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1878 South Australian colonial election

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1878 South Australian colonial election

← 1875 29 March−30 April 1878 1881 →

All seats in the South Australian House of Assembly

Colonial elections were held in South Australia from 29 March to 30 April 1878.[1] All 46 seats in the South Australian House of Assembly were up for election.

The three years after the 1875 election continued the instability of government. Arthur Blyth was replaced by James Boucaut only two months after the 1875 election. He re-shuffled his ministry in March 1876, but survived only 73 days before defeat by John Colton. Boucaut returned in 1877, and took the parliament into the 1878 election in April.

Since the inaugural 1857 election, no parties or solid groupings had been formed, which resulted in frequent changes of the Premier. If for any reason the incumbent Premier of South Australia lost sufficient support through a successful motion of no confidence at any time on the floor of the house, he would tender his resignation to the Governor of South Australia, which would result in another member deemed to have the support of the House of Assembly being sworn in by the Governor as the next Premier.

Informal groupings began and increased government stability occurred from the 1887 election. The United Labor Party would be formed in 1891, while the National Defence League would be formed later in the same year.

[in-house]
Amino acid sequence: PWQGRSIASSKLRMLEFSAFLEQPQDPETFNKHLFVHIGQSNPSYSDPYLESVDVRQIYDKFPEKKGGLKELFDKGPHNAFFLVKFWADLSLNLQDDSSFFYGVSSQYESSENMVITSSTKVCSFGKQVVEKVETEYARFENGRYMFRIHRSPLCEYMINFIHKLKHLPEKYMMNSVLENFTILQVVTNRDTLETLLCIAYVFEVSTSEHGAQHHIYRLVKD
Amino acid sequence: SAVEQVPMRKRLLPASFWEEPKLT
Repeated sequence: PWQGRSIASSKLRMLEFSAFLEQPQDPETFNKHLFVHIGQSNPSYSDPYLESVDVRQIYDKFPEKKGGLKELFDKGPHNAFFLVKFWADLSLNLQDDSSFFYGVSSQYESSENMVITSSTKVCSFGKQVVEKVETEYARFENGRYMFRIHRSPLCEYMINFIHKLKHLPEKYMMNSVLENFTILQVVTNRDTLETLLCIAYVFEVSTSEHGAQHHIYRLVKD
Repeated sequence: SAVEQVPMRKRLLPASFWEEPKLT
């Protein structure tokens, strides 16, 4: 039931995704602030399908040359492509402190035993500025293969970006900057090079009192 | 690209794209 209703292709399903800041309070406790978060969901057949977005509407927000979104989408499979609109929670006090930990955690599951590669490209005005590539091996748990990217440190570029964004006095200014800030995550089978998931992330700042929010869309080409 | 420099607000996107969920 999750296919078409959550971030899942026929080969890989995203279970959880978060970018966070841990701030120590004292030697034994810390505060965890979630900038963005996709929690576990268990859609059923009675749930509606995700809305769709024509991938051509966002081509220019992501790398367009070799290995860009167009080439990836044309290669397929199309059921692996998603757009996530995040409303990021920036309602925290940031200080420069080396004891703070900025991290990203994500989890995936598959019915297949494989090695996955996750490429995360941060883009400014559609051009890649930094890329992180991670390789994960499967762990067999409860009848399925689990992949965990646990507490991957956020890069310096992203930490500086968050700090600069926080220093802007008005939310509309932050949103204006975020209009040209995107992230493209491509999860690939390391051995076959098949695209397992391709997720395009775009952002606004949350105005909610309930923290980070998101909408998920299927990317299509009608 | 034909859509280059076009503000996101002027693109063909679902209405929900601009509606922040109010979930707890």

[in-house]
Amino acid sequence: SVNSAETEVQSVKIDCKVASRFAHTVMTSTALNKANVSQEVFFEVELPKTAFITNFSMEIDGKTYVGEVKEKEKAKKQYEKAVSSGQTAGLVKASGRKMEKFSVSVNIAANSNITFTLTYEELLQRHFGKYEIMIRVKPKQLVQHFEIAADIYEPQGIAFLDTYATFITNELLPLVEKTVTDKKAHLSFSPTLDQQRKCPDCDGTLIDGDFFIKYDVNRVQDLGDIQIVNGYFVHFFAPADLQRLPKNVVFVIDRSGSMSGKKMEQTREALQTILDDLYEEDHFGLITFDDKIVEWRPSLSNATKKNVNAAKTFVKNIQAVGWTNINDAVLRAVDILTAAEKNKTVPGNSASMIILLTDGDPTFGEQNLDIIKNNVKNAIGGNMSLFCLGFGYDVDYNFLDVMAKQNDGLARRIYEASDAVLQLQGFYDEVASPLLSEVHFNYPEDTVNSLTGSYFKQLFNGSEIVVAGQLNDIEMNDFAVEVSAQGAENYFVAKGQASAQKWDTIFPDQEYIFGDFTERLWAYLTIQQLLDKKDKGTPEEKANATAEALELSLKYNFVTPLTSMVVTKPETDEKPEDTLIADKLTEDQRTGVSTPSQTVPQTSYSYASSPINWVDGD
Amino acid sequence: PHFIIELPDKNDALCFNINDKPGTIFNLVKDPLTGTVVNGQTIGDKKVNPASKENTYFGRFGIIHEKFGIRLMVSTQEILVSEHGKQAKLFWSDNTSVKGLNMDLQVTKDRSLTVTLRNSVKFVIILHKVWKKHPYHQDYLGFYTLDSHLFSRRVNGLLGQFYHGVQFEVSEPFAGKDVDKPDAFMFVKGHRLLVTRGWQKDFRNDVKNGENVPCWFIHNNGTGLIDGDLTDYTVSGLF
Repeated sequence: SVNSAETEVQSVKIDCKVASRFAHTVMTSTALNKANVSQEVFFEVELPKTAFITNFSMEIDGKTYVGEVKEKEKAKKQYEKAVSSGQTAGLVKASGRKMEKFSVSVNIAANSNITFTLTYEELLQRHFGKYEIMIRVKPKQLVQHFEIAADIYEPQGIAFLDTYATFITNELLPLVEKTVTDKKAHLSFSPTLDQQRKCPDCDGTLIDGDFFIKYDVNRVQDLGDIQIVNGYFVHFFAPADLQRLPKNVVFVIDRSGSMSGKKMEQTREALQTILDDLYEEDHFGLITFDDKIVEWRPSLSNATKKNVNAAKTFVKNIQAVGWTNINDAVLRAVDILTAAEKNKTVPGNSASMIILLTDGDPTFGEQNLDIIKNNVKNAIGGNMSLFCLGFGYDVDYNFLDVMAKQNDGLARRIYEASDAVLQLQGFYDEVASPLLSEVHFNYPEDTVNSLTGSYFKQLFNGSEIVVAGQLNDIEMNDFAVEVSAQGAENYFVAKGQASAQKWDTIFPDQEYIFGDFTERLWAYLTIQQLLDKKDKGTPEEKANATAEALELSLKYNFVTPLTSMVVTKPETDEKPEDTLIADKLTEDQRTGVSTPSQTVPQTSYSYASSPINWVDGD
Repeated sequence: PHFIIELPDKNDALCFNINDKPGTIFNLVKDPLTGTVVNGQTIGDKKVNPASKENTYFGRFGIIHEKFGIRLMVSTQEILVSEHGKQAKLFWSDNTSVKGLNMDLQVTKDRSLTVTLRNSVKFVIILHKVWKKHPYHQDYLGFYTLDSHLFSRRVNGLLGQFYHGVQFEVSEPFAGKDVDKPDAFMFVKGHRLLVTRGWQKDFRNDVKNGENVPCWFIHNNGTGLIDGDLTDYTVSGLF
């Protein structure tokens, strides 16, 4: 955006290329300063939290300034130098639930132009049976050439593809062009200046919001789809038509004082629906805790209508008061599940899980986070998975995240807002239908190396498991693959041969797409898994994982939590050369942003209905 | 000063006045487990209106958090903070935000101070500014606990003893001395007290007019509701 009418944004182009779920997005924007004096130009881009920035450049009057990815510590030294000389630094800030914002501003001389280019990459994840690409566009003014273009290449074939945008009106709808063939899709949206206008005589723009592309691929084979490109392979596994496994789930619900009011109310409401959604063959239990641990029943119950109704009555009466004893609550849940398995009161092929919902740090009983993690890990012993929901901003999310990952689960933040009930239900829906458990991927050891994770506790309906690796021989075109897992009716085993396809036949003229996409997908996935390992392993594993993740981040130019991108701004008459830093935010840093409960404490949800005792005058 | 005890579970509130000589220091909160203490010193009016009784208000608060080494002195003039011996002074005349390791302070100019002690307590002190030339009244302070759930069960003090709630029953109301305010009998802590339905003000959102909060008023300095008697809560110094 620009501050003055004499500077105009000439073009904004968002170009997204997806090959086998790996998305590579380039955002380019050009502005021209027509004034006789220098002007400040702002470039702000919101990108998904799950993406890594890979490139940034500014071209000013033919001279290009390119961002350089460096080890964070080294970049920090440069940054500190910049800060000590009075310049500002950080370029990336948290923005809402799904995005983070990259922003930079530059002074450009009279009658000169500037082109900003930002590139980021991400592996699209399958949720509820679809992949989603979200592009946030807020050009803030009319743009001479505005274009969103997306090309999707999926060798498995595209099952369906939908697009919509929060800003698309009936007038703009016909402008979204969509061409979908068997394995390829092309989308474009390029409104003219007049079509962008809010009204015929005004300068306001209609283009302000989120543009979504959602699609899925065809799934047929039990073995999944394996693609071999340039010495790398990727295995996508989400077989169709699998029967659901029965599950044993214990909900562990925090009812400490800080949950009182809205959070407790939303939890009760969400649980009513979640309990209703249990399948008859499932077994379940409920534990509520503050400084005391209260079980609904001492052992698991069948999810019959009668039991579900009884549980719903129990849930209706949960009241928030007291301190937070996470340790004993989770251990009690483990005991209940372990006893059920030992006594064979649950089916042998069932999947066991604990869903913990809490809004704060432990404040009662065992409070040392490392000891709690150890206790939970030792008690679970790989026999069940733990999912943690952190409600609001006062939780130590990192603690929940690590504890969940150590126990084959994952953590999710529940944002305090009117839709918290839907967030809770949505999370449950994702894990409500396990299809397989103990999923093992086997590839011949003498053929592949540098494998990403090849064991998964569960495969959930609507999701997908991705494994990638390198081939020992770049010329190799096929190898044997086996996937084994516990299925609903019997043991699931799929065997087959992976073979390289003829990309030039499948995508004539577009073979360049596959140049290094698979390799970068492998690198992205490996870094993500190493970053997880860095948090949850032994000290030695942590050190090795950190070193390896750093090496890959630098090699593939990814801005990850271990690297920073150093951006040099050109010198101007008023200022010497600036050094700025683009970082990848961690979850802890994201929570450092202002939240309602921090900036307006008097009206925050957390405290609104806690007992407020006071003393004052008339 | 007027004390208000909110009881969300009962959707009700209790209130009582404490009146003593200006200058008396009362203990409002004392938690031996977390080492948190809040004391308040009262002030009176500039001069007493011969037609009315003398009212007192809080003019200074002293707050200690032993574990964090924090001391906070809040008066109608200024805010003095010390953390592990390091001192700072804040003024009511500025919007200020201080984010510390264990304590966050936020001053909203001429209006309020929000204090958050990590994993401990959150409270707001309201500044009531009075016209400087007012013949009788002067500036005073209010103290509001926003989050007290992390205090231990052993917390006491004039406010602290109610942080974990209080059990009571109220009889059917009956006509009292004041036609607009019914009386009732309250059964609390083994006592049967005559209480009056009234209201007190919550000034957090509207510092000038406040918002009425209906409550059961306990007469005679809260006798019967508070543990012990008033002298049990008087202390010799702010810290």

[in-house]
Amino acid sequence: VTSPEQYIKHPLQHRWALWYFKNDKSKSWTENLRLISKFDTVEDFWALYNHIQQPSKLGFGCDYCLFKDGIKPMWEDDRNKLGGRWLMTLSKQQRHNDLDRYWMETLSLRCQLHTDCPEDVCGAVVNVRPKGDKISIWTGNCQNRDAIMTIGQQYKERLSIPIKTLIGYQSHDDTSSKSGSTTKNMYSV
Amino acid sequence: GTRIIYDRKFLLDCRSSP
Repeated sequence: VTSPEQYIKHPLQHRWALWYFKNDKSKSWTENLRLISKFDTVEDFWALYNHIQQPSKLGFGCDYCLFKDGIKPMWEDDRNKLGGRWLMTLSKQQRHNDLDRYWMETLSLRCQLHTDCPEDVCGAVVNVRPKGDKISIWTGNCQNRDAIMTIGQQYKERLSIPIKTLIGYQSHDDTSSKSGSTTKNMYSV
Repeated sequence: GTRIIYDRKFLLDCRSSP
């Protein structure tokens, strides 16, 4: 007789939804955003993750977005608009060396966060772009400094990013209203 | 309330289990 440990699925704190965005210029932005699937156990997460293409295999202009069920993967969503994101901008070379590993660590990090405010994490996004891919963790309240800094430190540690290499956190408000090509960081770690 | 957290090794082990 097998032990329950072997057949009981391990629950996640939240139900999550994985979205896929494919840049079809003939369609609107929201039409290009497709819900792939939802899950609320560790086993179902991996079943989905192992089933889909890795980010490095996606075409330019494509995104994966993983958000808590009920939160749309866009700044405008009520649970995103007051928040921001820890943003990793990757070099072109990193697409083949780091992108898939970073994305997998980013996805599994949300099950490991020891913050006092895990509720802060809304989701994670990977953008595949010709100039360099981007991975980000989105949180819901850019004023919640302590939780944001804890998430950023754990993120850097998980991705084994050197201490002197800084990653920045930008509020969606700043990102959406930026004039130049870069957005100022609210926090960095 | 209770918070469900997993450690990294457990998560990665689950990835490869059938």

John DownerFrederick HolderThomas Playford IIJohn Cockburn (Australian politician)Thomas Playford IIJohn DownerJohn Colton (politician)John Cox BrayWilliam Morgan (Australian politician)James BoucautJohn Colton (politician)James BoucautArthur BlythHenry AyersArthur BlythJohn Hart (South Australian colonist)Henry StrangwaysHenry AyersJohn Hart (South Australian colonist)Henry AyersJames BoucautJohn Hart (South Australian colonist)Henry AyersFrancis DuttonArthur BlythHenry AyersFrancis DuttonGeorge Marsden WaterhouseThomas Reynolds (Australian politician)Richard Hanson (Australian politician)Robert TorrensJohn Baker (Australian politician)B.T. Finniss

See also[edit]


  1. ^ "Statistical Record of the Legislature, 1836 to 2009" (PDF). Parliament of South Australia. Archived from the original (PDF) on 27 March 2015. Retrieved 2 February 2016.